HISTORY OF THE YWCA’S MANAGEMENT OF THE COMMUNITY FACILITY
at 11 Rutherford Crescent, Ainslie, ACT
The existing building at 11 Rutherford Cres, Ainslie was established in the 1940s in a manner consistent with the Garden City design ethos expressed across Ainslie. The building was a controversial response to an identified need for essential support to the surrounding community and incorporated into the tranquil Bill Pye Park. The design of the building, the siting of the building and the Garden City ethos within which it was developed are significant examples of the social history and development of Canberra. The building should be considered for heritage listing and saved from demolition. The proposal to save a garden shed to demonstrate the social significance of the site is an insufficient response to the significance of the site.
The Community Facility in Bill Pye Park was built in the early 1940s for childcare services. A newspaper report at the time considered this development controversial as these services might encourage women out of the house. The site operated for decades providing childcare services and a place for the community to meet. The building captures much of the social change history from mid-century Ainslie.
The YWCA was given a lease over the site in 1993 and childcare services continued for a number of years. Sometimes the gifting of ownership can have unintended consequences. The Not for Profit Organisation leased the facility to manage it on behalf of the community for the purpose of providing a childcare centre and community activity centre. Because they delivered a service to the community the lease required them to pay 5 cents per annum and no rates for 99 years. This is a concessional lease and is the title underlying many sites across Canberra used by sporting clubs, churches, retirement villages and community halls, etc.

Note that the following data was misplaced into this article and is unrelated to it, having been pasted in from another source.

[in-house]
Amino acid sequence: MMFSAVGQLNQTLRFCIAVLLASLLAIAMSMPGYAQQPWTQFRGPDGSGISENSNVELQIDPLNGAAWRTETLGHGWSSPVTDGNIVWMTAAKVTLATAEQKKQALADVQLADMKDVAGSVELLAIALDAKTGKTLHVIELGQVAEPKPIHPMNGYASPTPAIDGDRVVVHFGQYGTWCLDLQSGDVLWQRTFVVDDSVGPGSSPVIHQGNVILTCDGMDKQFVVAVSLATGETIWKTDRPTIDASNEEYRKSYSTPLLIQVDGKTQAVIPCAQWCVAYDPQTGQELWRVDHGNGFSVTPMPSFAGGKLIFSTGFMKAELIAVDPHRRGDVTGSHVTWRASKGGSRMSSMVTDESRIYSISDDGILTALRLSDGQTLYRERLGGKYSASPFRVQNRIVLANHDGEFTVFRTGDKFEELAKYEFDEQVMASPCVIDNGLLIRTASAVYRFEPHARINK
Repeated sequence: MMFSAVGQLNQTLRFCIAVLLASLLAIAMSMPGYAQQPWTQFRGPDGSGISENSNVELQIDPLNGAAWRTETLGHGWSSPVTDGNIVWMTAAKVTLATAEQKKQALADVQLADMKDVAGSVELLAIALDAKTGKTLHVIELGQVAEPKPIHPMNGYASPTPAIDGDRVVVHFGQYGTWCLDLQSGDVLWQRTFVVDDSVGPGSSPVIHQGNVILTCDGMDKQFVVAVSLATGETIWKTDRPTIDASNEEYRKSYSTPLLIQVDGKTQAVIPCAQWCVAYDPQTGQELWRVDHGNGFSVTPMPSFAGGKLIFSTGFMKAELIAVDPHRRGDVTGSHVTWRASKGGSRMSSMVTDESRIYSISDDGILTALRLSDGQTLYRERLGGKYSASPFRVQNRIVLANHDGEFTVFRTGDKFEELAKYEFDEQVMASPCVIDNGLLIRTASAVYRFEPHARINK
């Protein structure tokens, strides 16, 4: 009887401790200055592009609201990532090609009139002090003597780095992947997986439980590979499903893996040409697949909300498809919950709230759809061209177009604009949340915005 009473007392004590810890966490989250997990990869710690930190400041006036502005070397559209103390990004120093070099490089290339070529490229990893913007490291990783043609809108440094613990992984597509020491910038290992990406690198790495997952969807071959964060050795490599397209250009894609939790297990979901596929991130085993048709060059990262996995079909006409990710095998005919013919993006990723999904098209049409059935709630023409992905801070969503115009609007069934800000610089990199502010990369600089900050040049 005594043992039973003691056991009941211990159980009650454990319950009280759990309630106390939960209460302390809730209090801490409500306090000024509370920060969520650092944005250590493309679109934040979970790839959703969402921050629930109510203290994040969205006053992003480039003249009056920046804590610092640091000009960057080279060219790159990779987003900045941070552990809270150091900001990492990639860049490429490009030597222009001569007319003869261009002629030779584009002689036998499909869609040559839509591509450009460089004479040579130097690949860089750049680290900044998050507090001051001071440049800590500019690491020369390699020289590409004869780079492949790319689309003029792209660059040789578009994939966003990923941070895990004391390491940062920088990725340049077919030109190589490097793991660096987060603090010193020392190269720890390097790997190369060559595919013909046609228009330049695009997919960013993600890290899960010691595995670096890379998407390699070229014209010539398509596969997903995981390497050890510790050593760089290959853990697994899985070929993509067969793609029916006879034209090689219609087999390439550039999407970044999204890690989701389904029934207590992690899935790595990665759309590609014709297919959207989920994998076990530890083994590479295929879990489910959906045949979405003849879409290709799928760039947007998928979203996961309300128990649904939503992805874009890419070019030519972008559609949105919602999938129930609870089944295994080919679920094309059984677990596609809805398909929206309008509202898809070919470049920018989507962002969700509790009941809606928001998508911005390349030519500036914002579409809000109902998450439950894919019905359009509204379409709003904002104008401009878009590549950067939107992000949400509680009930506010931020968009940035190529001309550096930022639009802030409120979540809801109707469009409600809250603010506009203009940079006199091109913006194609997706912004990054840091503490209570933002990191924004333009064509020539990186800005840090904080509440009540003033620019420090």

The YWCA states that in 1993 they gained ownership of the site through a ‘commercial’ transaction at market rates. To achieve market value for the land it has to be taken to market through an auction process where there are other bidders. It appears that the YWCA was the only bidder and the site was valued at a concessional rate with the strict purpose of operating a childcare centre and community activity centre. The price paid for this valuable piece of land we believe is in the range 5 cents to $90,000. The YWCA is not willing to divulge the amount paid.
A few years later the YWCA decided that they no longer wished to deliver the service to the community despite the lease purpose clause. As the owner they believed that they could make this decision without consulting the community. They went from non-government service provider to landlord and decided to rent the community facility to another organisation for office space. They could have given the facility back to the community at this point and discussed alternative uses that would benefit the community.
Twenty years later the YWCA has decided that the community facility is underutilised and should be demolished. Again they had an opportunity to give the facility and land back to the community and engage in a consultation process about potential uses. Studies have indicated that there is a need for additional facilities in the area. Instead they were really lucky to receive a grant from the ACT Government’s Social Housing Innovation Fund with a funding program with the specific title seeking bids from ‘Lessees with underutilised community facilities land’. We don’t know how many bidders were in that grants market but suspect it was only the YWCA. From this program they have receive a $125,000 grant to help demolish the existing community facility and build a medium density social housing development. The YWCA has also received a sizeable grant from the Commonwealth to assist with this development. The site has recently been valued at over $2 million if used for residential development. Some organisations really know how to play the game. Not bad for a non-profit organisation that had revenue of $15 million last year mainly for delivering childcare services in other organisation’s facilities. While they might deliver quality funded services across Canberra they are bulldozing the local Ainslie community.
The local community has a much grander vision for keeping this site with its potential to bring people together, grow the urban environment and enrich neighbourhood networks. Community facilities are a bit like native forests they need protection, they need to be valued and have active management to survive. We can’t afford to buy them back once they’re gone.